It also came out in the Franks hearing that Becker was convicted of perjury in Oregon in 1981. Neither the Oregon teletype nor the California rap sheet mentioned the perjury conviction. Neither federal nor county officers were aware of it until the Franks hearing.
Miller contends that federal officers Bertolani (the affiant), Dower, and Gregory exhibited reckless disregard for the truth in several respects: (1) they failed to discover that Becker had been convicted of perjury; (2) they did not ask county officers about the circumstances of Becker's arrest and therefore did not learn of Becker's "bizarre" behavior as described by witnesses who were interviewed; and (3) they did not review Becker's rap sheet.1
In Franks v. Delaware, 438 U.S. 154, 98 S.Ct. 2674, 57 L.Ed.2d 667 (1978), the Supreme Court held that a defendant could challenge a facially valid search warrant if he showed that (1) the affidavit contained intentionally or recklessly false statements, and (2) the affidavit purged of its falsities would not be sufficient to support a finding of probable cause. Id. at 171-72, 98 S.Ct. at 2684-2685. The district court concluded that Miller failed to satisfy the first prong of the Franks test. Applying de novo review, this conclusion was not clearly erroneous. See United States v. Ritter, 752 F.2d 435, 439 (9th Cir.1985) (applying United States v. McConney, 728 F.2d 1195 (9th Cir.) (en banc), cert. denied, --- U.S. ----, 105 S.Ct. 101, 83 L.Ed.2d 46 (1984), and reviewing this issue under the clearly erroneous standard of review).
Franks requires that a defendant show intentional falsehoods or reckless disregard for the truth. "Allegations of negligence or innocent mistake are insufficient." Franks, 438 U.S. at 171, 98 S.Ct. at 2684; accord United States v. Davis, 714 F.2d 896, 899 n. 5 (9th Cir.1983); United States v. Carlson, 697 F.2d 231, 238 (8th Cir.1983); see United States v. Hole, 564 F.2d 298, 302 (9th Cir.1977) (pre-Franks case).
We agree with the district court that Miller's allegations amount to no more than negligence. It might have been prudent for the federal agents to check on Becker's background and criminal record, but their failure to do so is not reckless disregard. The federal agents knew of the charges for which Becker was being held, and they knew of his Oregon narcotics and firearms convictions. They observed Becker's demeanor and behavior during the interview and testified that he appeared rational and coherent.
The linchpin of Miller's challenge is Becker's perjury conviction. But none of the officers, county or federal, was aware of the perjury conviction until the day the Franks hearing was held. It was not mentioned in the California rap sheet nor in the teletype from Oregon. The officers made diligent efforts to find out about Becker's background. Their failure to uncover the perjury conviction can be considered no more than negligence, if that.2
B. Sufficiency of the Affidavit to Show Probable Cause
Miller also contends that the affidavit was insufficient to support the magistrate's finding of probable cause to search.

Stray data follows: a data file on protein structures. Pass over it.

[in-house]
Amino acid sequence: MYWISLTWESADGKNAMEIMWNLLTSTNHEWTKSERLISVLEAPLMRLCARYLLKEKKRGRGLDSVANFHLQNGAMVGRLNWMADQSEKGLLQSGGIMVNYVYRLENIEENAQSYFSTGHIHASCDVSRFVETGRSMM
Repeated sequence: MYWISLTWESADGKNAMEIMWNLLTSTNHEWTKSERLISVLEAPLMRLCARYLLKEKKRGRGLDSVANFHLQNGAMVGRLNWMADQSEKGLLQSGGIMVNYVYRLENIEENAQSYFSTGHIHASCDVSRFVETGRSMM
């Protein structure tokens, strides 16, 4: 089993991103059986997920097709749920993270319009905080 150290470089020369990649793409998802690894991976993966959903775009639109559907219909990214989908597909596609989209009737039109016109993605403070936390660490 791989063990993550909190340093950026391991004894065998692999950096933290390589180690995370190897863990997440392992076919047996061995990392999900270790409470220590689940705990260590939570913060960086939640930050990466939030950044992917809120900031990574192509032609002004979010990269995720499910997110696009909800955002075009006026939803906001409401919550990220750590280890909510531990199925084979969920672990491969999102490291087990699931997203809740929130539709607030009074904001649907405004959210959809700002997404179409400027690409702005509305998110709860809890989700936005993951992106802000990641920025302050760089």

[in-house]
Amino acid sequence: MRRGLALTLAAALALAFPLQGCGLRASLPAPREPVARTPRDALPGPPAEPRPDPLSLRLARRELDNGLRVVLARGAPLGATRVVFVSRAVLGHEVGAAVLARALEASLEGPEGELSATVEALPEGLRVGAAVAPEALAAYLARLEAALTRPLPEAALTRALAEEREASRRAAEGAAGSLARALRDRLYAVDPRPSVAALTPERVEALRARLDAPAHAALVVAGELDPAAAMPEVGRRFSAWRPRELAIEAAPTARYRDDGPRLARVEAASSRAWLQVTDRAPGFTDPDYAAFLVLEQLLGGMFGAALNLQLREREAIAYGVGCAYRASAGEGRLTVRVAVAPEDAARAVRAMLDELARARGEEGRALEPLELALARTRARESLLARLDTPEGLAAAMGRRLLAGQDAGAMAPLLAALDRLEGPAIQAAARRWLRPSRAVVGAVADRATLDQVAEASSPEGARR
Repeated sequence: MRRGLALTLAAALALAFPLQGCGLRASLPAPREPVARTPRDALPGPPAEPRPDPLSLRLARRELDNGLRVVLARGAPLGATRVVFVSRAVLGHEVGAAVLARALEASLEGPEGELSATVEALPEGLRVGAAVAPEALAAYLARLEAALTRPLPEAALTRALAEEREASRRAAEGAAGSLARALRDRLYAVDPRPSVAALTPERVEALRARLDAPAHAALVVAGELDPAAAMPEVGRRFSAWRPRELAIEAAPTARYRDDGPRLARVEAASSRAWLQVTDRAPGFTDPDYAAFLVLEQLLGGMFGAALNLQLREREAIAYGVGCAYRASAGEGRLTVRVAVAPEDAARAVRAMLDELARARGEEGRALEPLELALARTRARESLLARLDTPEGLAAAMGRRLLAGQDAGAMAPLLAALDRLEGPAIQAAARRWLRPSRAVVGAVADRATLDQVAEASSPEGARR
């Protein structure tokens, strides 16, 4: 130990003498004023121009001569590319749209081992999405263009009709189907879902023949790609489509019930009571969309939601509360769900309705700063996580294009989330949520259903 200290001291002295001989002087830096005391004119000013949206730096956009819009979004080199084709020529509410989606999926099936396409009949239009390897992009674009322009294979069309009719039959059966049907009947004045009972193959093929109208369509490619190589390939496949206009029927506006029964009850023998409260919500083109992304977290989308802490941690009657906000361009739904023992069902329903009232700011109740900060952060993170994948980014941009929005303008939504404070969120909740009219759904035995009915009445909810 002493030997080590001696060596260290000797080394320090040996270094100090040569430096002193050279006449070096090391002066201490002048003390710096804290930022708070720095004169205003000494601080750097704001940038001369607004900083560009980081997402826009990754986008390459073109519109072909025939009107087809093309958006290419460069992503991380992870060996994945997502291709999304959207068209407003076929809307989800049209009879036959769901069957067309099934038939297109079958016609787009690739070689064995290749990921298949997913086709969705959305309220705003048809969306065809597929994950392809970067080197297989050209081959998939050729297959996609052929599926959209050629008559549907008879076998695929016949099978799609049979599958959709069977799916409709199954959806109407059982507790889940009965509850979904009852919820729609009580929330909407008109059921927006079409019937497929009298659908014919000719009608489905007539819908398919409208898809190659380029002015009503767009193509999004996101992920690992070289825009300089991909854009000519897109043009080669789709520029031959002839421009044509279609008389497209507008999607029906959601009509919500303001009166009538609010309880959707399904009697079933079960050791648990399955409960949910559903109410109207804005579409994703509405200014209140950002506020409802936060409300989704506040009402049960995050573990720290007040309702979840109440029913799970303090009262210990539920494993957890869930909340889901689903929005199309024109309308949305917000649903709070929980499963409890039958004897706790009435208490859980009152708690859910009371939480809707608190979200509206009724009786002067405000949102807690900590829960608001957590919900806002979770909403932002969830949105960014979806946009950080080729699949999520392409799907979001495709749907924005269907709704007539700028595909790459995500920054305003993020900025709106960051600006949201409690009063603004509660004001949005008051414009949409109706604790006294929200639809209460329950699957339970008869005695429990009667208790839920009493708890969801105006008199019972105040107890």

In addition to Becker's statements, the affidavit contained information concerning a search of Miller's property two years earlier, in November 1981, and information received after the 1981 search from an unnamed informant (designated as CRI(1)) and another individual.
In 1981, ATF agents first received information that a methamphetamine laboratory was being operated on Miller's property. In November of that year, they searched the property pursuant to a federal warrant. The agents did not find any laboratory, but they did find firearms and small quantities of methamphetamine. Miller was convicted of a felony, possession of a firearm by a prohibited person.
Sometime subsequent to the execution of the warrant CRI(1) told the affiant that Miller had said the "Feds" missed the laboratory on the Cow Bell Mines property during the November 1981 search. In the summer of 1982, CRI(1) also said he had learned in conversations with members of the Hells Angels Motorcycle Club3 that Miller was seeking chemicals to manufacture methamphetamine. In late 1982, CRI(1) said that Miller's lab was underground and that Miller was working with another Hell's Angel, Kenneth Owen, in the operation. Within the three months preceding the date of the application for the search warrant, CRI(1) said the lab was still in operation.
The affiant also received information from Sergey Clement Walton, another Hell's Angel. Walton was arrested in May 1981, and evidence uncovered during that arrest led to the November 1981 search of the Cow Bell Mines property. After the search, Walton stated that he had learned from Laufey Gayle Owen (Kenneth Owen's wife) that the federal agents had missed the methamphetamine laboratory on Miller's property and that the lab was underground.
In a carefully reasoned memorandum order, the trial court concluded that without Becker's statements, the other information in the warrant would be insufficient to support a finding of probable cause. The court went on to conclude, however, that Becker's reliability had been established under the "totality of the circumstances." The court therefore upheld the warrant. Once again, we agree.